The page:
I received a phone call from someone I did not know. Reluctantly I spoke to this lady who was pleasant on the phone and offered me a free energy savings evaluation for my home. I took her up on the offer; It might save me money, right? At the least, I should learn something about energy savings from this experience.

Now, in my tiny parcel of the planet, all the government rebate programs for energy retrofitting have ended. There are no more give-aways of everyone’s tax dollars so I can save money on my heating and cooling costs. Every dollar I might put into energy retrofitting would need to come back in savings before I die; Wouldn’t you argue the same?

So I gave a nice man some details about my home: I told him it is about 45 years old, that I keep the heat at 20 degrees Celsius during the day (19 degrees at night) and that I have not done any energy-saving renovations since buying the place. He asked what my natural gas and electricity costs are, and whether I use air conditioning in the summer—I don’t… it doesn’t work worth beans, but that’s another story.

He was a patient sales person, seemingly devoid of any high-pressure, in-your-face kinds of tactics that I vehemently dislike. So when he got his numbers all penciled-in he got out his calculator. Then he stopped and asked if he could inspect the attic for the amount of insulation and possible mold issues. Sure, I answered. He got out his ladder and went to work.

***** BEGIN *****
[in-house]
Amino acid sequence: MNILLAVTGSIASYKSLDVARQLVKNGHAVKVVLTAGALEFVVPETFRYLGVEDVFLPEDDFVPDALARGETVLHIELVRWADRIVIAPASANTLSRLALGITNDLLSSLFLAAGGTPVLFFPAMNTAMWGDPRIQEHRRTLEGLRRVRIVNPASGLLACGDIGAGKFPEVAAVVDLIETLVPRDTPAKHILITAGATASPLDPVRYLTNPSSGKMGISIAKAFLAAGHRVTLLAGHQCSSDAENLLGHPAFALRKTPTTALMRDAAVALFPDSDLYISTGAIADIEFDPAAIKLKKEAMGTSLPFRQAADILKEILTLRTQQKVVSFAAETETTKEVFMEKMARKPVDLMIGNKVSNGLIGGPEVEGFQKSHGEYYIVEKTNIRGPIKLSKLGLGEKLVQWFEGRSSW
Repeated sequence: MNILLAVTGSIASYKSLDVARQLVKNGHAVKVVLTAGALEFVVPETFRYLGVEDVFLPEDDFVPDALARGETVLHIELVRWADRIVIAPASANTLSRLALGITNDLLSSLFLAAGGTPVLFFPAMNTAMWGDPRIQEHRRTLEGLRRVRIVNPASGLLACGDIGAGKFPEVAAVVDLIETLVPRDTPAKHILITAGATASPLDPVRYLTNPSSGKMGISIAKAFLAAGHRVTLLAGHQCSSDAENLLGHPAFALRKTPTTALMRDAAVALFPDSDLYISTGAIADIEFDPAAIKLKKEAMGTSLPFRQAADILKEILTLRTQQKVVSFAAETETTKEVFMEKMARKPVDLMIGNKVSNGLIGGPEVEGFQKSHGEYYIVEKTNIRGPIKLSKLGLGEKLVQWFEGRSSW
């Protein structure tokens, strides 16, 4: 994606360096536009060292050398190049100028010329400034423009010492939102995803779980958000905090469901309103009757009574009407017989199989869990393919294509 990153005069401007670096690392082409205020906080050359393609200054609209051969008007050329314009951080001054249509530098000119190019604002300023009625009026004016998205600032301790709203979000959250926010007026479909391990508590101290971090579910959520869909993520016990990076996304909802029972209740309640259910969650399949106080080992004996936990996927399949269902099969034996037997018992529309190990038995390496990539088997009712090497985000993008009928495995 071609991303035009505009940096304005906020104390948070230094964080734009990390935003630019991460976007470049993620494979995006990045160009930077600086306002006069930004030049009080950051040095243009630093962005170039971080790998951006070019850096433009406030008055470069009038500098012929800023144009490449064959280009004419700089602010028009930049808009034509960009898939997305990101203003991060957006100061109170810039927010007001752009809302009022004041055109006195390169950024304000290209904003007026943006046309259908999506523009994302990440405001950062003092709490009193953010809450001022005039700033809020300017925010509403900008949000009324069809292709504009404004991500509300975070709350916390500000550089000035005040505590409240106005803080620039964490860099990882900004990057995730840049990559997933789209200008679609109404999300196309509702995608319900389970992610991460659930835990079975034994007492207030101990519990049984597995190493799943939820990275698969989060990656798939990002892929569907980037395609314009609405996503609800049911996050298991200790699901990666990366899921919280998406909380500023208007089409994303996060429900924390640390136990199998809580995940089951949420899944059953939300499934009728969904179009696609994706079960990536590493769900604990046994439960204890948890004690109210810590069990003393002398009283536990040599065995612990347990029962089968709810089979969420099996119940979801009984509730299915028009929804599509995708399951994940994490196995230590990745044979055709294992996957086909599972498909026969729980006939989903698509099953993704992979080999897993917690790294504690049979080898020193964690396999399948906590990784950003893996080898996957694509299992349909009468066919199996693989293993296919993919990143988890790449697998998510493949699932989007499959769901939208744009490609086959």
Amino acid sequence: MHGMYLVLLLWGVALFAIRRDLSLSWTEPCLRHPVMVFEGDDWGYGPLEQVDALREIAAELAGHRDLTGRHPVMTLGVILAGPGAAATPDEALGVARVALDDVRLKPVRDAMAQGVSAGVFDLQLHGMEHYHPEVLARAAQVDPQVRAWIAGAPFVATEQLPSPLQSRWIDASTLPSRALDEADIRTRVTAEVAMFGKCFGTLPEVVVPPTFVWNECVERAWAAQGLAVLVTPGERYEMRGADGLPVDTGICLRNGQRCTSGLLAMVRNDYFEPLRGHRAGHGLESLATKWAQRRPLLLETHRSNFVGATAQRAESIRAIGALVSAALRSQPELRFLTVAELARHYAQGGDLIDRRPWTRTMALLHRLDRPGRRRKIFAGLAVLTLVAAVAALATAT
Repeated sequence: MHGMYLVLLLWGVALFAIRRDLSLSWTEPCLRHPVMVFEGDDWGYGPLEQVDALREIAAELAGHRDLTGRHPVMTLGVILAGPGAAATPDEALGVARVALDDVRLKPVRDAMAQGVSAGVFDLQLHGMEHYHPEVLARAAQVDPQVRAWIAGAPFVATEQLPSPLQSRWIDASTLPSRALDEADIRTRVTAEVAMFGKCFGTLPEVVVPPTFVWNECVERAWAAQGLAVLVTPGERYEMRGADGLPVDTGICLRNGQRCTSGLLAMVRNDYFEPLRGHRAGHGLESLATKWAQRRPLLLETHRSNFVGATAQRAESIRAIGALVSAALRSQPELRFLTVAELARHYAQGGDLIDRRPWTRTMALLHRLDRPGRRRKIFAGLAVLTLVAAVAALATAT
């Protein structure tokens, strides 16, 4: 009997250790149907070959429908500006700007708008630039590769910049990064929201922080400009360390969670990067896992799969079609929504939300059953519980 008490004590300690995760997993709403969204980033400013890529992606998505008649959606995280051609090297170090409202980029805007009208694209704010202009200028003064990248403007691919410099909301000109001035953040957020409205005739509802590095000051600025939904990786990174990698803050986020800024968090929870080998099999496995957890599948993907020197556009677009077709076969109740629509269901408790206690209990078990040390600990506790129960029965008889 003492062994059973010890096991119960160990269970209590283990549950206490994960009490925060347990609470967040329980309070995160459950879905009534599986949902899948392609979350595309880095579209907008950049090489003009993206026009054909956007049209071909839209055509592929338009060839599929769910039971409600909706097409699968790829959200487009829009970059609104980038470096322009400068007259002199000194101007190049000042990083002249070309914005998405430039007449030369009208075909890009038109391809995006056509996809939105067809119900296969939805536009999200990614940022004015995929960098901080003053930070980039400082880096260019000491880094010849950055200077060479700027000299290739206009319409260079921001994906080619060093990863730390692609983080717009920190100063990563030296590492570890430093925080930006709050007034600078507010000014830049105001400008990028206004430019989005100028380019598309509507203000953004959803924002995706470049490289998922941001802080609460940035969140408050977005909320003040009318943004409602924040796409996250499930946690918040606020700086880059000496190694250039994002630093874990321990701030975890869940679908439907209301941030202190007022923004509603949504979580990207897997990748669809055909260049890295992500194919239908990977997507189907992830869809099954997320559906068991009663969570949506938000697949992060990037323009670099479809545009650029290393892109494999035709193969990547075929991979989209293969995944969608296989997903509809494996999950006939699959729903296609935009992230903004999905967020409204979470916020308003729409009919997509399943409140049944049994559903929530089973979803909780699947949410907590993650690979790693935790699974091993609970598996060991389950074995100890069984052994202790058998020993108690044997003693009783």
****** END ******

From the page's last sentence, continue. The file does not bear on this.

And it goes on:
A few minutes later he invited me to have a peek. He had taken a measurement of the thickness of my attic insulation — 19 centimetres, it is — and inspected the perimeter for proper baffles. The good news is that there are no visible signs of mold colonies. The money-making err, bad news is that I should have 41 centimetres of attic insulation, and baffles that keep the air flowing freely through my attic vents.

Back at the calculator, I am informed that I am wasting more than $600 annually because Heat rises; most heat is lost through the attic. Averaging everything out, the salesman tells me I should save $50 per month by spending $2000 on increasing the thickness of my attic insulation to 2010 standards. It all sounds good to me. Does it sound too good? Is there something I am missing?

I thanked him for his time and sent him on his way with explanations of not having the money right now, and that if I had another monthly bill at this time I would go bananas. He left without complaint, and I could then ponder the details without wasting his time.

So for a measly $2000, which if all goes well I would recover in energy savings in a mere 3.4 years, I could be paying less for heating and cooling for as long as I am in this home. This retrofit would work out to fewer than $40 per month if I chose the payment plan, and I would be saving $50 per month. What’s not to like? Being suspicious of too-good-to-be-true offers, I had asked if there was any interest charge to go along with the monthly payment plan: Yes. You’ll pay double, in the end. That still can make sense if that kind of lump sum is hard to come by. After all, if the cost is doubled, the only thing that changes is the payback period; it doubles as well, to 6.7 years.